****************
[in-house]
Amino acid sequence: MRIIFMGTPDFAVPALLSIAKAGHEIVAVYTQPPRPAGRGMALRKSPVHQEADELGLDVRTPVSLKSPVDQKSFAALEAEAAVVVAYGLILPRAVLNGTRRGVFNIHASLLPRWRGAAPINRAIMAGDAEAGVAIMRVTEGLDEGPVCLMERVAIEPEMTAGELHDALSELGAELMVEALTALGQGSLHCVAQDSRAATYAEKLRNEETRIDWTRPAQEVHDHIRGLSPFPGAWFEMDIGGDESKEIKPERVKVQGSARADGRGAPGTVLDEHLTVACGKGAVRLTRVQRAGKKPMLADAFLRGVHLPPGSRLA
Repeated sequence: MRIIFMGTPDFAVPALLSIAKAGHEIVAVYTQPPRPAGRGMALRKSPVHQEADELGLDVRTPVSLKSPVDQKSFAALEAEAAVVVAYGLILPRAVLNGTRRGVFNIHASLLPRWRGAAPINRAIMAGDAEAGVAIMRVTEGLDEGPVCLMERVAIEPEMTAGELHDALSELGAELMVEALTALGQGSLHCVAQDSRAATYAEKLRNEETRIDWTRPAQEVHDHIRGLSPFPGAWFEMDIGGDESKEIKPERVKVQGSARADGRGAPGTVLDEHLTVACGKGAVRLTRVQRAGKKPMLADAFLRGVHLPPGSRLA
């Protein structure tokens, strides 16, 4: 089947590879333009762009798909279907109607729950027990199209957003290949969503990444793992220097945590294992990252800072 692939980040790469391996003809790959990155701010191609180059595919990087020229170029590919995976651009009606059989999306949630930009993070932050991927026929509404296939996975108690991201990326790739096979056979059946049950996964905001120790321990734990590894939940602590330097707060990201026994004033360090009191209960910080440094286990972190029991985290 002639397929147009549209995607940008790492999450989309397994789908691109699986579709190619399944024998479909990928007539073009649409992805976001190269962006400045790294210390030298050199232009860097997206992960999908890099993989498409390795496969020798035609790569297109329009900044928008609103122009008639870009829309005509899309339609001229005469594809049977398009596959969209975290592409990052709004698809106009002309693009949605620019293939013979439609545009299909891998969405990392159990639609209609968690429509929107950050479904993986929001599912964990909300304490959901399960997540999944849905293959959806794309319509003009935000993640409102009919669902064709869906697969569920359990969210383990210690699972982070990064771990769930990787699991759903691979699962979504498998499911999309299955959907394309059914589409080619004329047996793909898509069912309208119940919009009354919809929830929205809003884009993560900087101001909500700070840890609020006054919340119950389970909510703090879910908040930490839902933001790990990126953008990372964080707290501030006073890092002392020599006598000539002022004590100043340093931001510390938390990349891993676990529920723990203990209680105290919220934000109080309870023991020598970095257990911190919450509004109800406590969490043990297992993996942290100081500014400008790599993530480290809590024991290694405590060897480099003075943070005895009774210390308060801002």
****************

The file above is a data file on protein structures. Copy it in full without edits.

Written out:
[in-house]
Amino acid sequence: MRIIFMGTPDFAVPALLSIAKAGHEIVAVYTQPPRPAGRGMALRKSPVHQEADELGLDVRTPVSLKSPVDQKSFAALEAEAAVVVAYGLILPRAVLNGTRRGVFNIHASLLPRWRGAAPINRAIMAGDAEAGVAIMRVTEGLDEGPVCLMERVAIEPEMTAGELHDALSELGAELMVEALTALGQGSLHCVAQDSRAATYAEKLRNEETRIDWTRPAQEVHDHIRGLSPFPGAWFEMDIGGDESKEIKPERVKVQGSARADGRGAPGTVLDEHLTVACGKGAVRLTRVQRAGKKPMLADAFLRGVHLPPGSRLA
Repeated sequence: MRIIFMGTPDFAVPALLSIAKAGHEIVAVYTQPPRPAGRGMALRKSPVHQEADELGLDVRTPVSLKSPVDQKSFAALEAEAAVVVAYGLILPRAVLNGTRRGVFNIHASLLPRWRGAAPINRAIMAGDAEAGVAIMRVTEGLDEGPVCLMERVAIEPEMTAGELHDALSELGAELMVEALTALGQGSLHCVAQDSRAATYAEKLRNEETRIDWTRPAQEVHDHIRGLSPFPGAWFEMDIGGDESKEIKPERVKVQGSARADGRGAPGTVLDEHLTVACGKGAVRLTRVQRAGKKPMLADAFLRGVHLPPGSRLA
């Protein structure tokens, strides 16, 4: 089947590879333009762009798909279907109607729950027990199209957003290949969503990444793992220097945590294992990252800072 692939980040790469391996003809790959990155701010191609180059595919990087020229170029590919995976651009009606059989999306949630930009993070932050991927026929509404296939996975108690991201990326790739096979056979059946049950996964905001120790321990734990590894939940602590330097707060990201026994004033360090009191209960910080440094286990972190029991985290 002639397929147009549209995607940008790492999450989309397994789908691109699986579709190619399944024998479909990928007539073009649409992805976001190269962006400045790294210390030298050199232009860097997206992960999908890099993989498409390795496969020798035609790569297109329009900044928008609103122009008639870009829309005509899309339609001229005469594809049977398009596959969209975290592409990052709004698809106009002309693009949605620019293939013979439609545009299909891998969405990392159990639609209609968690429509929107950050479904993986929001599912964990909300304490959901399960997540999944849905293959959806794309319509003009935000993640409102009919669902064709869906697969569920359990969210383990210690699972982070990064771990769930990787699991759903691979699962979504498998499911999309299955959907394309059914589409080619004329047996793909898509069912309208119940919009009354919809929830929205809003884009993560900087101001909500700070840890609020006054919340119950389970909510703090879910908040930490839902933001790990990126953008990372964080707290501030006073890092002392020599006598000539002022004590100043340093931001510390938390990349891993676990529920723990203990209680105290919220934000109080309870023991020598970095257990911190919450509004109800406590969490043990297992993996942290100081500014400008790599993530480290809590024991290694405590060897480099003075943070005895009774210390308060801002």